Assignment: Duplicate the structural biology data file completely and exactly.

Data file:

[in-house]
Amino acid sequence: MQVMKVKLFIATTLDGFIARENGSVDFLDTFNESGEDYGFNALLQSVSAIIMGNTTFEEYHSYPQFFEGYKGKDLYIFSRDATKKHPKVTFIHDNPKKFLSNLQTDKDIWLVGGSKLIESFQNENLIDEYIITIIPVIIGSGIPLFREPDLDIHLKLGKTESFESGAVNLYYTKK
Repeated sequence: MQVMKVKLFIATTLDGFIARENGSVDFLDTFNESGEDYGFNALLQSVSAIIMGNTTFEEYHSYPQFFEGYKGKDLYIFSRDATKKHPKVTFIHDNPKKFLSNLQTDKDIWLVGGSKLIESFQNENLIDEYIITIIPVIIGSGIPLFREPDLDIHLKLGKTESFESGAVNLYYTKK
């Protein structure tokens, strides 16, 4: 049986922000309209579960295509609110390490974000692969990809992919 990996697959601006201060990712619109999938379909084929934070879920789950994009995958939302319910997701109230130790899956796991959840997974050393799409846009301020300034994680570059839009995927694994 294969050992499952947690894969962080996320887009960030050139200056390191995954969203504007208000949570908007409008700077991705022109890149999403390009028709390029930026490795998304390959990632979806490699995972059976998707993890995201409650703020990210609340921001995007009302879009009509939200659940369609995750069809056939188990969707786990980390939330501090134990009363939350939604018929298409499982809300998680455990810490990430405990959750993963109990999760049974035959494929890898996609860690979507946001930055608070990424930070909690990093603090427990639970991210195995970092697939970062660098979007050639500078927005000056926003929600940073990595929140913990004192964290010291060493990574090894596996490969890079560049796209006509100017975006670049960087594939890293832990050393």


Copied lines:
[in-house]
Amino acid sequence: MQVMKVKLFIATTLDGFIARENGSVDFLDTFNESGEDYGFNALLQSVSAIIMGNTTFEEYHSYPQFFEGYKGKDLYIFSRDATKKHPKVTFIHDNPKKFLSNLQTDKDIWLVGGSKLIESFQNENLIDEYIITIIPVIIGSGIPLFREPDLDIHLKLGKTESFESGAVNLYYTKK
Repeated sequence: MQVMKVKLFIATTLDGFIARENGSVDFLDTFNESGEDYGFNALLQSVSAIIMGNTTFEEYHSYPQFFEGYKGKDLYIFSRDATKKHPKVTFIHDNPKKFLSNLQTDKDIWLVGGSKLIESFQNENLIDEYIITIIPVIIGSGIPLFREPDLDIHLKLGKTESFESGAVNLYYTKK
């Protein structure tokens, strides 16, 4: 049986922000309209579960295509609110390490974000692969990809992919 990996697959601006201060990712619109999938379909084929934070879920789950994009995958939302319910997701109230130790899956796991959840997974050393799409846009301020300034994680570059839009995927694994 294969050992499952947690894969962080996320887009960030050139200056390191995954969203504007208000949570908007409008700077991705022109890149999403390009028709390029930026490795998304390959990632979806490699995972059976998707993890995201409650703020990210609340921001995007009302879009009509939200659940369609995750069809056939188990969707786990980390939330501090134990009363939350939604018929298409499982809300998680455990810490990430405990959750993963109990999760049974035959494929890898996609860690979507946001930055608070990424930070909690990093603090427990639970991210195995970092697939970062660098979007050639500078927005000056926003929600940073990595929140913990004192964290010291060493990574090894596996490969890079560049796209006509100017975006670049960087594939890293832990050393």